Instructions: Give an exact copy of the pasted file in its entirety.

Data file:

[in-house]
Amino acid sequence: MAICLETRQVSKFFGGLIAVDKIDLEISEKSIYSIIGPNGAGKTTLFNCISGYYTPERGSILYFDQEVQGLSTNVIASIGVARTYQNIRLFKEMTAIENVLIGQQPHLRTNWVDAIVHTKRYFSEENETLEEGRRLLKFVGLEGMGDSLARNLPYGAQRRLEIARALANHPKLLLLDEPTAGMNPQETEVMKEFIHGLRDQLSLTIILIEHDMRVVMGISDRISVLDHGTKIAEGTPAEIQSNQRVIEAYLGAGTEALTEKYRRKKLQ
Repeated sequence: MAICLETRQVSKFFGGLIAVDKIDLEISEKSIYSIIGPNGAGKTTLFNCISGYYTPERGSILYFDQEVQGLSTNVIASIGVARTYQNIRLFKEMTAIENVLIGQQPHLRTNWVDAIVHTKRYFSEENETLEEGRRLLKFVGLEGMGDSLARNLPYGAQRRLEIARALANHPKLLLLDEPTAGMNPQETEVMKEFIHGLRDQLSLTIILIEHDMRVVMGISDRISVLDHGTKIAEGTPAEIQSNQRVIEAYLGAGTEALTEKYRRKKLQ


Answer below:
[in-house]
Amino acid sequence: MAICLETRQVSKFFGGLIAVDKIDLEISEKSIYSIIGPNGAGKTTLFNCISGYYTPERGSILYFDQEVQGLSTNVIASIGVARTYQNIRLFKEMTAIENVLIGQQPHLRTNWVDAIVHTKRYFSEENETLEEGRRLLKFVGLEGMGDSLARNLPYGAQRRLEIARALANHPKLLLLDEPTAGMNPQETEVMKEFIHGLRDQLSLTIILIEHDMRVVMGISDRISVLDHGTKIAEGTPAEIQSNQRVIEAYLGAGTEALTEKYRRKKLQ
Repeated sequence: MAICLETRQVSKFFGGLIAVDKIDLEISEKSIYSIIGPNGAGKTTLFNCISGYYTPERGSILYFDQEVQGLSTNVIASIGVARTYQNIRLFKEMTAIENVLIGQQPHLRTNWVDAIVHTKRYFSEENETLEEGRRLLKFVGLEGMGDSLARNLPYGAQRRLEIARALANHPKLLLLDEPTAGMNPQETEVMKEFIHGLRDQLSLTIILIEHDMRVVMGISDRISVLDHGTKIAEGTPAEIQSNQRVIEAYLGAGTEALTEKYRRKKLQ